FIG. 7 shows a cross section through a fourth embodiment of a quick-action clamping cylinder;

FIG. 8 shows a cross section through a fifth embodiment of a quick-action clamping cylinder;

FIG. 9 shows a cross section through a sixth embodiment of a quick-action clamping cylinder;

FIG. 10 shows a cross section through a seventh embodiment of a quick-action clamping cylinder;

FIG. 11 shows a cross section through an eighth embodiment of a quick-action clamping cylinder;

FIG. 12 shows a cross section through a ninth embodiment of a quick-action clamping cylinder, built into a machine bench;

FIG. 13 shows a cross section through a tenth embodiment of a quick-action clamping cylinder, built into a machine bench;

FIG. 14 shows a cross section through an eleventh embodiment of a quick-action clamping cylinder, built into a machine bench;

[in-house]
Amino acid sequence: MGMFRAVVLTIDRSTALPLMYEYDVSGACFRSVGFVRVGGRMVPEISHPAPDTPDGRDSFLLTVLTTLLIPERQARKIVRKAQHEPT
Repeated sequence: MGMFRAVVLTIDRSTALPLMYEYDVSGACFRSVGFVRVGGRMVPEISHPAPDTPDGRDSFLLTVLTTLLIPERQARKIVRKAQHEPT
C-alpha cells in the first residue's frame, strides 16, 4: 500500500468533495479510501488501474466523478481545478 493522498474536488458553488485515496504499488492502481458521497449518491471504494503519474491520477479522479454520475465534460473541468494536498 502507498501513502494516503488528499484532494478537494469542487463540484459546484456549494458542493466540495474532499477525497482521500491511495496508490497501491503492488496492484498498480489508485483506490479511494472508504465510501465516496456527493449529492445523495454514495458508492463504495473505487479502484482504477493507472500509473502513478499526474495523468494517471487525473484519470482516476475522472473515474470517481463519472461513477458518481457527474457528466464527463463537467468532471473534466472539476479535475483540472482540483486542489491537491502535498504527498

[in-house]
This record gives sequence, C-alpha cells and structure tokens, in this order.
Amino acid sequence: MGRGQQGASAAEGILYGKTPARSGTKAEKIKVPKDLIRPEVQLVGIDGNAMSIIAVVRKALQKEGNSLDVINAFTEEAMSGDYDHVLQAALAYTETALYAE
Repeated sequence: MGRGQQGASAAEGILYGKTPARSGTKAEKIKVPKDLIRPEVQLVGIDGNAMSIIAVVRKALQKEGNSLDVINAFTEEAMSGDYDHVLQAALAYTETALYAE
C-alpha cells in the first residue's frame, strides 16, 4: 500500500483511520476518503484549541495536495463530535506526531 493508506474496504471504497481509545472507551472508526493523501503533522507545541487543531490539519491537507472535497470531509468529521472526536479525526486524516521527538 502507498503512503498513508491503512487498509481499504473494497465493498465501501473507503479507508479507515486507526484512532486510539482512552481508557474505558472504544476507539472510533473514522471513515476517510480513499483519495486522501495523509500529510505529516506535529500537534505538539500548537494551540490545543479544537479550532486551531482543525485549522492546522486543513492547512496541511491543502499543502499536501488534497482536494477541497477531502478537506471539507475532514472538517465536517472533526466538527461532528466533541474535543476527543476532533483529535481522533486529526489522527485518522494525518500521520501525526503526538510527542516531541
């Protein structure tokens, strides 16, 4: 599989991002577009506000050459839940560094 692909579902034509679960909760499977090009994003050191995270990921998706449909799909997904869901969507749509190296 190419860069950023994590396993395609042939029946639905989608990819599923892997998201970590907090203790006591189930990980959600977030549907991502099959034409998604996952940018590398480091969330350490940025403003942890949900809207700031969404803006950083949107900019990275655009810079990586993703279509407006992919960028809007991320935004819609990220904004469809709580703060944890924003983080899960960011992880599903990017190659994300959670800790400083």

FIG. 15 shows a cross section through a twelfth embodiment of a quick-action clamping cylinder, built into a machine bench;

FIG. 16 shows a cross section through a thirteenth embodiment of a quick-action clamping cylinder, built into a machine bench.

In FIGS. 1 and 2, a first embodiment of a quick-action clamping cylinder is generally shown, consisting principally of an approximately tubular housing 4 which is secured on a mounting surface (not shown in detail) by means of screws 13, which are arranged uniformly about the circumference, and by means of a clamping claw 12. A feed nipple 2 can be driven into the central recess 34 of the quick-action clamping cylinder; it is shown in position 2′ in the withdrawn and unlocked state and in position 2 in the locked state.